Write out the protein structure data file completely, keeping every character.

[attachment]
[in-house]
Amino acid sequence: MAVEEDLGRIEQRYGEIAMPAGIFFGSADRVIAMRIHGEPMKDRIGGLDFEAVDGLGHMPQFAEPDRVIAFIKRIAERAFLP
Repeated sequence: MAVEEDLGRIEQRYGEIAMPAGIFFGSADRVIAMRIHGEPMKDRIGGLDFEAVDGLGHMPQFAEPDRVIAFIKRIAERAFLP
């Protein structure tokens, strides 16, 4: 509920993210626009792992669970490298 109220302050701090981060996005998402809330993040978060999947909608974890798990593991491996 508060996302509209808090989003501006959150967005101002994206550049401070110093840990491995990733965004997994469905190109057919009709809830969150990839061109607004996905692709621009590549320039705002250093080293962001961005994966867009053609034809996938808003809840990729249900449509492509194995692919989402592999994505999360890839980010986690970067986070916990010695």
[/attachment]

[in-house]
Amino acid sequence: MAVEEDLGRIEQRYGEIAMPAGIFFGSADRVIAMRIHGEPMKDRIGGLDFEAVDGLGHMPQFAEPDRVIAFIKRIAERAFLP
Repeated sequence: MAVEEDLGRIEQRYGEIAMPAGIFFGSADRVIAMRIHGEPMKDRIGGLDFEAVDGLGHMPQFAEPDRVIAFIKRIAERAFLP
């Protein structure tokens, strides 16, 4: 509920993210626009792992669970490298 109220302050701090981060996005998402809330993040978060999947909608974890798990593991491996 508060996302509209808090989003501006959150967005101002994206550049401070110093840990491995990733965004997994469905190109057919009709809830969150990839061109607004996905692709621009590549320039705002250093080293962001961005994966867009053609034809996938808003809840990729249900449509492509194995692919989402592999994505999360890839980010986690970067986070916990010695």